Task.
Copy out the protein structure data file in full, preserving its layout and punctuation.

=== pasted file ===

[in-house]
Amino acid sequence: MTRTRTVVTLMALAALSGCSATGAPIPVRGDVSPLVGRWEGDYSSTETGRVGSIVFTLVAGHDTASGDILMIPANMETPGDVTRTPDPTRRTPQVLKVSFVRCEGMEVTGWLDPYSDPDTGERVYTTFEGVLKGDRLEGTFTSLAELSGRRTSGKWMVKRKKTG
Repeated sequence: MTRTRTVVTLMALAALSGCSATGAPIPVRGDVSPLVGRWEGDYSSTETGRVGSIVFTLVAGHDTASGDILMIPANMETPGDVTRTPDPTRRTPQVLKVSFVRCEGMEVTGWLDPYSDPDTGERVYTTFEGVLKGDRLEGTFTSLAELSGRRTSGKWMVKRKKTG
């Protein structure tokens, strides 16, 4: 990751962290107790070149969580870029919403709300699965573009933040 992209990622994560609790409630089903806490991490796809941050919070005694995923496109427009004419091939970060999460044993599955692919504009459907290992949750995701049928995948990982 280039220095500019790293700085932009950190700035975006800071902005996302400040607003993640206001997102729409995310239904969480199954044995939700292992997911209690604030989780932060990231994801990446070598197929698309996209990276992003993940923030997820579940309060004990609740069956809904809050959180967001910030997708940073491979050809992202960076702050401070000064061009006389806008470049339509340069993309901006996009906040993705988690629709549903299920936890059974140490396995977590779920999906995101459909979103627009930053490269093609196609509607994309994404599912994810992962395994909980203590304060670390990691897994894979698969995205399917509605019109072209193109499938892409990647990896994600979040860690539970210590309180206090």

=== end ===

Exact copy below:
[in-house]
Amino acid sequence: MTRTRTVVTLMALAALSGCSATGAPIPVRGDVSPLVGRWEGDYSSTETGRVGSIVFTLVAGHDTASGDILMIPANMETPGDVTRTPDPTRRTPQVLKVSFVRCEGMEVTGWLDPYSDPDTGERVYTTFEGVLKGDRLEGTFTSLAELSGRRTSGKWMVKRKKTG
Repeated sequence: MTRTRTVVTLMALAALSGCSATGAPIPVRGDVSPLVGRWEGDYSSTETGRVGSIVFTLVAGHDTASGDILMIPANMETPGDVTRTPDPTRRTPQVLKVSFVRCEGMEVTGWLDPYSDPDTGERVYTTFEGVLKGDRLEGTFTSLAELSGRRTSGKWMVKRKKTG
């Protein structure tokens, strides 16, 4: 990751962290107790070149969580870029919403709300699965573009933040 992209990622994560609790409630089903806490991490796809941050919070005694995923496109427009004419091939970060999460044993599955692919504009459907290992949750995701049928995948990982 280039220095500019790293700085932009950190700035975006800071902005996302400040607003993640206001997102729409995310239904969480199954044995939700292992997911209690604030989780932060990231994801990446070598197929698309996209990276992003993940923030997820579940309060004990609740069956809904809050959180967001910030997708940073491979050809992202960076702050401070000064061009006389806008470049339509340069993309901006996009906040993705988690629709549903299920936890059974140490396995977590779920999906995101459909979103627009930053490269093609196609509607994309994404599912994810992962395994909980203590304060670390990691897994894979698969995205399917509605019109072209193109499938892409990647990896994600979040860690539970210590309180206090």